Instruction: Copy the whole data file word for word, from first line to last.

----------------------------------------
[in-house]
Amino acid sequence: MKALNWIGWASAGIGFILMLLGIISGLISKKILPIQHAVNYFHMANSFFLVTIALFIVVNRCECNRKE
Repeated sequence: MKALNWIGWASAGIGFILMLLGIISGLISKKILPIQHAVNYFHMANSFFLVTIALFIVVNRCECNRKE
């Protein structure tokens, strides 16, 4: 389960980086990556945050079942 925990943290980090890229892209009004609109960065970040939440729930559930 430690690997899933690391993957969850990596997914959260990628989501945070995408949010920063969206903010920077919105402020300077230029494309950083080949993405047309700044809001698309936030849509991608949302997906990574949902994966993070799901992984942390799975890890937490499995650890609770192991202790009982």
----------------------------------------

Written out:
[in-house]
Amino acid sequence: MKALNWIGWASAGIGFILMLLGIISGLISKKILPIQHAVNYFHMANSFFLVTIALFIVVNRCECNRKE
Repeated sequence: MKALNWIGWASAGIGFILMLLGIISGLISKKILPIQHAVNYFHMANSFFLVTIALFIVVNRCECNRKE
């Protein structure tokens, strides 16, 4: 389960980086990556945050079942 925990943290980090890229892209009004609109960065970040939440729930559930 430690690997899933690391993957969850990596997914959260990628989501945070995408949010920063969206903010920077919105402020300077230029494309950083080949993405047309700044809001698309936030849509991608949302997906990574949902994966993070799901992984942390799975890890937490499995650890609770192991202790009982």